from The Century Dictionary.
- noun The practices of a scoundrel; baseness; turpitude; rascality.
from the GNU version of the Collaborative International Dictionary of English.
- noun The practices or conduct of a scoundrel; baseness; rascality.
from Wiktionary, Creative Commons Attribution/Share-Alike License.
- noun The dishonest activities of a
from Wiktionary, Creative Commons Attribution/Share-Alike License
Dictionary defined knave, a scoundrel; sneakup, a scoundrel; rascal, a scoundrel; loon, a scoundrel; lout, a scoundrel; poltroon, a scoundrel; and that he coined the word scoundrelism '(Boswell's Hebrides, Aug. 25,
His hero, supposed to be a paragon of virtue, is capable of things you would call scoundrelism to-day.
Even this, though fairly craftsmanlike in treatment, is banal enough in idea -- that idea being merely that jealousy, in both sexes, survives love, shame, and everything else, even community in scoundrelism -- in other words, that the green-eyed monster (like "Vernon" and unlike "Ver") _semper viret_.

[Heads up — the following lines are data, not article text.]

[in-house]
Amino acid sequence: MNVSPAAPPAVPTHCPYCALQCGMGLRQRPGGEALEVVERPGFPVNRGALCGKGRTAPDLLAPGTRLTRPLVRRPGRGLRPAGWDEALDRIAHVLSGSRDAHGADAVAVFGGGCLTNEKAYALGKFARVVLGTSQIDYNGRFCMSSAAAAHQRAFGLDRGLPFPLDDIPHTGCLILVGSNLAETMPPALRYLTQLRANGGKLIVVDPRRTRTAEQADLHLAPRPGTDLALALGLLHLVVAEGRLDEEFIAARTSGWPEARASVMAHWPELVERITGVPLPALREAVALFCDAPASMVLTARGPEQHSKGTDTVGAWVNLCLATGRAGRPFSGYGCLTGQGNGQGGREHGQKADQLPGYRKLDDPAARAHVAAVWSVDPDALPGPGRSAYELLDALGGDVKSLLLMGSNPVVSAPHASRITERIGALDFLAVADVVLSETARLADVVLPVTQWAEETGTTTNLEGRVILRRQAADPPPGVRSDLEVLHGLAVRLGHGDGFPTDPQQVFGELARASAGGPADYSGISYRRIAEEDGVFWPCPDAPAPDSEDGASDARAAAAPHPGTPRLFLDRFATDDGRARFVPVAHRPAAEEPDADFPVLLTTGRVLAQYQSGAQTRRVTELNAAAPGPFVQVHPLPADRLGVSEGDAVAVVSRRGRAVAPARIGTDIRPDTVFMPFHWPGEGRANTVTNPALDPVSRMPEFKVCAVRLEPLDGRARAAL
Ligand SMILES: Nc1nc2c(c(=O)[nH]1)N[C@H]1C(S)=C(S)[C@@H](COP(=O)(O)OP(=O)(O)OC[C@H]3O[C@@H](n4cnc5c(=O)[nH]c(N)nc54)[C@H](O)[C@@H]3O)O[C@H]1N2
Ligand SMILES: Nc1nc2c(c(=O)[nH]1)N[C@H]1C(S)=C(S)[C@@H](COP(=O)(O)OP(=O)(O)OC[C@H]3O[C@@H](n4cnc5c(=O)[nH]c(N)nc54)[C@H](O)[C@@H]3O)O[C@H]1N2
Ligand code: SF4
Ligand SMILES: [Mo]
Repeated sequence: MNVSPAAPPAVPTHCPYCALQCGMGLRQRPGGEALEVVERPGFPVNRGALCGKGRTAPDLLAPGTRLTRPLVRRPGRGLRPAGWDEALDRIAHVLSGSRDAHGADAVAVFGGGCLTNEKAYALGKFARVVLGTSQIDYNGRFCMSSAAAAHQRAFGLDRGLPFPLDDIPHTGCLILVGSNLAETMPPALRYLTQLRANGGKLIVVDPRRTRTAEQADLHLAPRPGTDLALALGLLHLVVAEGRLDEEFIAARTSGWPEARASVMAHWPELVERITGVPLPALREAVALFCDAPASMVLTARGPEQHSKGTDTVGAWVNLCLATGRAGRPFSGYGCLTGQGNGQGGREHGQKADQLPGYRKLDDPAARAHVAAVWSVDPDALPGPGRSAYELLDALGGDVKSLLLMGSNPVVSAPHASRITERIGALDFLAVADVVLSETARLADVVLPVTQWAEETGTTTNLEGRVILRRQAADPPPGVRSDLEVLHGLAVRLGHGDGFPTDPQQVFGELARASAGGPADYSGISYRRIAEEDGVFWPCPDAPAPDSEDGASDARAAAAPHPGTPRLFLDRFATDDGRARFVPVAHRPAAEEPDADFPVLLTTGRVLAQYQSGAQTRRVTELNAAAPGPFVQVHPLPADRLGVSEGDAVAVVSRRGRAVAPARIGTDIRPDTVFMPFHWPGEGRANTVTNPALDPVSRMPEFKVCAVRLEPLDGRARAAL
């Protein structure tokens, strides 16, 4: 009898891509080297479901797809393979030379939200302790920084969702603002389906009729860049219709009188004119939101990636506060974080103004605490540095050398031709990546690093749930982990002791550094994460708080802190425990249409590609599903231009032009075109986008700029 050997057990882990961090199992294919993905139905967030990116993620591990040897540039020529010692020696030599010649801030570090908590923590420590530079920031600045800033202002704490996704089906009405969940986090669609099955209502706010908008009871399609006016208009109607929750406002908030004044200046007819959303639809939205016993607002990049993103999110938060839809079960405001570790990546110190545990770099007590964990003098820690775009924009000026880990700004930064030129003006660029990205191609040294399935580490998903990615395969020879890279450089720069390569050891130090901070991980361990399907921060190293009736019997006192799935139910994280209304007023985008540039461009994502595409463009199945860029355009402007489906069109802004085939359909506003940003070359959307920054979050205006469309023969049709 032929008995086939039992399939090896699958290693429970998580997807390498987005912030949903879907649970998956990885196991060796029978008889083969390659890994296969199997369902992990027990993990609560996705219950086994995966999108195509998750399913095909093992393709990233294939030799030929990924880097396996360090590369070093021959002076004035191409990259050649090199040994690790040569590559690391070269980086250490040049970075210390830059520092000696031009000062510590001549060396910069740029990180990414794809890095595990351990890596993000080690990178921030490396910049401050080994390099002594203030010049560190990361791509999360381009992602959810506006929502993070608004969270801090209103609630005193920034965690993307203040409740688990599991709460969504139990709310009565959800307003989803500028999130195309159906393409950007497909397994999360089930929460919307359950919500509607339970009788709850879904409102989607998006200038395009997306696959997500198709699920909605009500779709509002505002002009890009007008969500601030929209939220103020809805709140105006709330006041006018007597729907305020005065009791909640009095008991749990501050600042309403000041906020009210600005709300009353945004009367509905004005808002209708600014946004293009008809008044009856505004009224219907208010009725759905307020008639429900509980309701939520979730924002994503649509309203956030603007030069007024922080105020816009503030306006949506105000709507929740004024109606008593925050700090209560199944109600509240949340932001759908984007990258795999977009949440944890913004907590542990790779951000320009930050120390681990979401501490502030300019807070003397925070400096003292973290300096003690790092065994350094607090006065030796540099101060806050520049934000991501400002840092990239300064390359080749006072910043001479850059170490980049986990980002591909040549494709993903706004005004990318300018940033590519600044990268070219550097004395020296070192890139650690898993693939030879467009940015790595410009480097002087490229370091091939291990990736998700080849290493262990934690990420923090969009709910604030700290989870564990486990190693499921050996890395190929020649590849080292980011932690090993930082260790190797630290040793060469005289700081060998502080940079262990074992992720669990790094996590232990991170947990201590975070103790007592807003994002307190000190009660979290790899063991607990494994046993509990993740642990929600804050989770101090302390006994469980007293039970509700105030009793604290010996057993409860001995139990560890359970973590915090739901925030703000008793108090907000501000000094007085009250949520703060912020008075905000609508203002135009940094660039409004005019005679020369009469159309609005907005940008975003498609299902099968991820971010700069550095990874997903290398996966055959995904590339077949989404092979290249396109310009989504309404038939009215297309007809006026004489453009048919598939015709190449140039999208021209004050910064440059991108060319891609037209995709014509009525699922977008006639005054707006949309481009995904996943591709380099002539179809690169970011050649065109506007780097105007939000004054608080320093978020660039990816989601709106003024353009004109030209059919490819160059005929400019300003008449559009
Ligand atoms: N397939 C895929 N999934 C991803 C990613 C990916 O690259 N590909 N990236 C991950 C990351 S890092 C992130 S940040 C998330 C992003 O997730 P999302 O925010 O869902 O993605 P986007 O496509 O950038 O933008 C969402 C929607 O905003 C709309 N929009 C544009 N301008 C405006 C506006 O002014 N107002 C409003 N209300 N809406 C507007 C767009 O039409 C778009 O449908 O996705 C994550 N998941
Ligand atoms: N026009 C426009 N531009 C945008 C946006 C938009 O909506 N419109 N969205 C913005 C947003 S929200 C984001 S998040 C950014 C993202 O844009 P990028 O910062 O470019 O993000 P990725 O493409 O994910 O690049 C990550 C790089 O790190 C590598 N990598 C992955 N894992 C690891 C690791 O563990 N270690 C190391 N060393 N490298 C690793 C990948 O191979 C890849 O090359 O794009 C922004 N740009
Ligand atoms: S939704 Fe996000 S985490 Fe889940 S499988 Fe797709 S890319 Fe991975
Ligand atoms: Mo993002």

The municipal governments of our country, and especially that of New York, were an exhaustless quarry from which specimens of every kind of scoundrelism were drawn and used in building up an ideal structure of American life; corruption, lawlessness, and barbarism being its most salient features.
"Well, Harry," replied the old fellow after a pause, "he's a d-- d scoundrel, no doubt; but as his scoundrelism is his own, I don't see why we should hesitate to avail ourselves of it.
Nothing would please this Bulmer better than to fight through his rogueries — he knows very well, that he who can slit a pistol-ball on the edge of a penknife, will always preserve some sort of reputation amidst his scoundrelism — but I shall take care to stop that hole.
Then, with an intuitive scoundrelism, or Machiavelism, surprising in one of my age, I went and stood in the door, and looked about me in the rooms, though I saw nothing; for both mind and eyes hovered about that fateful green cloth.
His autobiography, MEMOIRES ECRIT PAR LUI MEME (in twelve volumes), has been described as ‘unmatched as a self-revelation of scoundrelism.’
Issoudun, whose surface bravado is checked and mated by the cooler scoundrelism of Philippe; Agathe, the foolish mother, whose eyes are blind to the devotion of her son Joseph; and Girondeau, the old dragoon, companion to Philippe who casts him off as soon as prosperity smiles and he has no further need for him.
But even corporate and shock-jock scoundrelism and blowhard columnists tilting at straw men couldn't keep up with the sensational baby and animal photographs that dominated print and television.